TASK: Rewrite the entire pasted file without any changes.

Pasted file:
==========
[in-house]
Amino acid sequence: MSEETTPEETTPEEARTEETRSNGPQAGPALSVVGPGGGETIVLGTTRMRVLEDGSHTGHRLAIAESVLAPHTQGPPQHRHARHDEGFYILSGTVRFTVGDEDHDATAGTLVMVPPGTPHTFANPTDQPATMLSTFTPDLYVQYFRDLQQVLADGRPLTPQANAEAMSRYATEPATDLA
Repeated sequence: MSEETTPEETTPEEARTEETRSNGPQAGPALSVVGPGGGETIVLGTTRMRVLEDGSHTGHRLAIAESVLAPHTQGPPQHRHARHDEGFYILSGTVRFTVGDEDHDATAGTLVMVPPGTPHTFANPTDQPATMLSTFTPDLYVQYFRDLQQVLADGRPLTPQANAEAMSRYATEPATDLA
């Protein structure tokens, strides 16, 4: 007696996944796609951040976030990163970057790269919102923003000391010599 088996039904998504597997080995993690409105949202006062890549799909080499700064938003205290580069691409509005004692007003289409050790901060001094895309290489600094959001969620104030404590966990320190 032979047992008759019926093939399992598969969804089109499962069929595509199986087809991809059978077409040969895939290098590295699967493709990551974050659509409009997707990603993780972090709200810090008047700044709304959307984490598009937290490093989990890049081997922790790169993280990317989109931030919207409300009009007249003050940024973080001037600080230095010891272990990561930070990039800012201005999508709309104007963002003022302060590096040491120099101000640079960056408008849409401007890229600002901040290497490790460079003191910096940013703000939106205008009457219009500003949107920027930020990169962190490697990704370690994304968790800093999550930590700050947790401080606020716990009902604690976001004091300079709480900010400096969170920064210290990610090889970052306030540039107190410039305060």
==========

[in-house]
Amino acid sequence: MSEETTPEETTPEEARTEETRSNGPQAGPALSVVGPGGGETIVLGTTRMRVLEDGSHTGHRLAIAESVLAPHTQGPPQHRHARHDEGFYILSGTVRFTVGDEDHDATAGTLVMVPPGTPHTFANPTDQPATMLSTFTPDLYVQYFRDLQQVLADGRPLTPQANAEAMSRYATEPATDLA
Repeated sequence: MSEETTPEETTPEEARTEETRSNGPQAGPALSVVGPGGGETIVLGTTRMRVLEDGSHTGHRLAIAESVLAPHTQGPPQHRHARHDEGFYILSGTVRFTVGDEDHDATAGTLVMVPPGTPHTFANPTDQPATMLSTFTPDLYVQYFRDLQQVLADGRPLTPQANAEAMSRYATEPATDLA
């Protein structure tokens, strides 16, 4: 007696996944796609951040976030990163970057790269919102923003000391010599 088996039904998504597997080995993690409105949202006062890549799909080499700064938003205290580069691409509005004692007003289409050790901060001094895309290489600094959001969620104030404590966990320190 032979047992008759019926093939399992598969969804089109499962069929595509199986087809991809059978077409040969895939290098590295699967493709990551974050659509409009997707990603993780972090709200810090008047700044709304959307984490598009937290490093989990890049081997922790790169993280990317989109931030919207409300009009007249003050940024973080001037600080230095010891272990990561930070990039800012201005999508709309104007963002003022302060590096040491120099101000640079960056408008849409401007890229600002901040290497490790460079003191910096940013703000939106205008009457219009500003949107920027930020990169962190490697990704370690994304968790800093999550930590700050947790401080606020716990009902604690976001004091300079709480900010400096969170920064210290990610090889970052306030540039107190410039305060």